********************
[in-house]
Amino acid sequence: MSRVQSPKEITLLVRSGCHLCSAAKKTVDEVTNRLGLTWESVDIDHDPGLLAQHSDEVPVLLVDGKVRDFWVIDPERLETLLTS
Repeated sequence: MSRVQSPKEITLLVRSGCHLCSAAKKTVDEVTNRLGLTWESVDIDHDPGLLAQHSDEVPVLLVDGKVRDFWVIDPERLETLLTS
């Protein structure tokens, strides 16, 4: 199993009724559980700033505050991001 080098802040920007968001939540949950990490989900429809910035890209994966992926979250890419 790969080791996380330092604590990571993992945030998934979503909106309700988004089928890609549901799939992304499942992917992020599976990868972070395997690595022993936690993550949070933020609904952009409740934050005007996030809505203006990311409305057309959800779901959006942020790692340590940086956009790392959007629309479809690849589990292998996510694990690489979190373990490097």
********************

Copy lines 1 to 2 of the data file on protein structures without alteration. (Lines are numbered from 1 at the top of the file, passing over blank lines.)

[in-house]
Amino acid sequence: MSRVQSPKEITLLVRSGCHLCSAAKKTVDEVTNRLGLTWESVDIDHDPGLLAQHSDEVPVLLVDGKVRDFWVIDPERLETLLTS